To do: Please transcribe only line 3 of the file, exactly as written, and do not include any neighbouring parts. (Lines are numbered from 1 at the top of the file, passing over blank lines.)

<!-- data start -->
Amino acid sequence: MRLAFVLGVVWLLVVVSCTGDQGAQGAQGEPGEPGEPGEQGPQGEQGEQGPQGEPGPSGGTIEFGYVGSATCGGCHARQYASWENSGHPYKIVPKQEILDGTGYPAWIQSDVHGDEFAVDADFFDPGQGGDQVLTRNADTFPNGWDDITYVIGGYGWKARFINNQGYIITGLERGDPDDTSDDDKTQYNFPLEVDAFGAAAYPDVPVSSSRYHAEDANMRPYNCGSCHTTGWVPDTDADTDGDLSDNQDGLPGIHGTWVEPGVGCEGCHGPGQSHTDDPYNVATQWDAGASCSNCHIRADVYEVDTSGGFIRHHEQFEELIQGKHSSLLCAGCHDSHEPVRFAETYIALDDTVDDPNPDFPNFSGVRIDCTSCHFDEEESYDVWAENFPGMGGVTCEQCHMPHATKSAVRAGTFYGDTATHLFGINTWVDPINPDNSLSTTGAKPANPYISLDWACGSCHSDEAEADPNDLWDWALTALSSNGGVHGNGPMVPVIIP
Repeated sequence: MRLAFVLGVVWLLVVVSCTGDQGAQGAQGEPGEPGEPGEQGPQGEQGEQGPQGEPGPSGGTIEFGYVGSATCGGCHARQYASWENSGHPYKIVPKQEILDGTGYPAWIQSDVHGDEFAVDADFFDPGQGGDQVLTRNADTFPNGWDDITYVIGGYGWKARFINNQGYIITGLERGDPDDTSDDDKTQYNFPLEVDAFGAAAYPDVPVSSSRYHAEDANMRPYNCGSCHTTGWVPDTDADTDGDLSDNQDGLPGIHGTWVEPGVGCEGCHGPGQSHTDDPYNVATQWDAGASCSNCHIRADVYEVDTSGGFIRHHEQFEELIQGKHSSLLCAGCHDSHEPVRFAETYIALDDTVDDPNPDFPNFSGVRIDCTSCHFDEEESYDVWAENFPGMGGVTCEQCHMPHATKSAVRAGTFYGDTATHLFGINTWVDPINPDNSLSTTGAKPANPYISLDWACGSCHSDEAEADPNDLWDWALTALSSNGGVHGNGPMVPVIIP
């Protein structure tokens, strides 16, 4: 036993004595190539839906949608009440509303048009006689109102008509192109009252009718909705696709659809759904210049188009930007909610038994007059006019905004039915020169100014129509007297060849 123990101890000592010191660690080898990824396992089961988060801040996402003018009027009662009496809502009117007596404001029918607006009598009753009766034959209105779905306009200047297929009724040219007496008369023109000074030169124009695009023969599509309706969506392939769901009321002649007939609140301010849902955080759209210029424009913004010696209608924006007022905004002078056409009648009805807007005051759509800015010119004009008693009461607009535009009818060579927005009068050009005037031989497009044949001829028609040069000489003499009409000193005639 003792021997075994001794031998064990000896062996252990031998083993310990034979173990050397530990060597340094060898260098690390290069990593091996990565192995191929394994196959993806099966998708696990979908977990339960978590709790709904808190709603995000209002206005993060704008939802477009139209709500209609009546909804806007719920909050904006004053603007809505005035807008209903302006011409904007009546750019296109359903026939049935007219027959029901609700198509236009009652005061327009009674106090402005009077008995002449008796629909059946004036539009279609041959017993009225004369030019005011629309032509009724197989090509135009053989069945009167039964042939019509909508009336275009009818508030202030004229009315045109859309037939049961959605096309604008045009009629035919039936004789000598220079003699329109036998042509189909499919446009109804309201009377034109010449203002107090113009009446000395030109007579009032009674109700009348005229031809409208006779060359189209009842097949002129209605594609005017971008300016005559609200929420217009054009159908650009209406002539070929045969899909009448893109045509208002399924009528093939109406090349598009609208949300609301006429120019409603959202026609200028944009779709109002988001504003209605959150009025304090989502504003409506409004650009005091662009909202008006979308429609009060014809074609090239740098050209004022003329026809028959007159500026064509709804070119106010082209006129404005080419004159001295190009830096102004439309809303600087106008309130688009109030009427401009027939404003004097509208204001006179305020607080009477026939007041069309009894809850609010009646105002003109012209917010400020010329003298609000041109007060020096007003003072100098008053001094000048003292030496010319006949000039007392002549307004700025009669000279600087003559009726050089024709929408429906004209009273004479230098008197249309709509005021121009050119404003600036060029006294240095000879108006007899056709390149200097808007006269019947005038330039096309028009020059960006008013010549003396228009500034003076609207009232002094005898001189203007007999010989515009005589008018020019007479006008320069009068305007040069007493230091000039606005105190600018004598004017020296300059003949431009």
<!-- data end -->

């Protein structure tokens, strides 16, 4: 036993004595190539839906949608009440509303048009006689109102008509192109009252009718909705696709659809759904210049188009930007909610038994007059006019905004039915020169100014129509007297060849 123990101890000592010191660690080898990824396992089961988060801040996402003018009027009662009496809502009117007596404001029918607006009598009753009766034959209105779905306009200047297929009724040219007496008369023109000074030169124009695009023969599509309706969506392939769901009321002649007939609140301010849902955080759209210029424009913004010696209608924006007022905004002078056409009648009805807007005051759509800015010119004009008693009461607009535009009818060579927005009068050009005037031989497009044949001829028609040069000489003499009409000193005639 003792021997075994001794031998064990000896062996252990031998083993310990034979173990050397530990060597340094060898260098690390290069990593091996990565192995191929394994196959993806099966998708696990979908977990339960978590709790709904808190709603995000209002206005993060704008939802477009139209709500209609009546909804806007719920909050904006004053603007809505005035807008209903302006011409904007009546750019296109359903026939049935007219027959029901609700198509236009009652005061327009009674106090402005009077008995002449008796629909059946004036539009279609041959017993009225004369030019005011629309032509009724197989090509135009053989069945009167039964042939019509909508009336275009009818508030202030004229009315045109859309037939049961959605096309604008045009009629035919039936004789000598220079003699329109036998042509189909499919446009109804309201009377034109010449203002107090113009009446000395030109007579009032009674109700009348005229031809409208006779060359189209009842097949002129209605594609005017971008300016005559609200929420217009054009159908650009209406002539070929045969899909009448893109045509208002399924009528093939109406090349598009609208949300609301006429120019409603959202026609200028944009779709109002988001504003209605959150009025304090989502504003409506409004650009005091662009909202008006979308429609009060014809074609090239740098050209004022003329026809028959007159500026064509709804070119106010082209006129404005080419004159001295190009830096102004439309809303600087106008309130688009109030009427401009027939404003004097509208204001006179305020607080009477026939007041069309009894809850609010009646105002003109012209917010400020010329003298609000041109007060020096007003003072100098008053001094000048003292030496010319006949000039007392002549307004700025009669000279600087003559009726050089024709929408429906004209009273004479230098008197249309709509005021121009050119404003600036060029006294240095000879108006007899056709390149200097808007006269019947005038330039096309028009020059960006008013010549003396228009500034003076609207009232002094005898001189203007007999010989515009005589008018020019007479006008320069009068305007040069007493230091000039606005105190600018004598004017020296300059003949431009």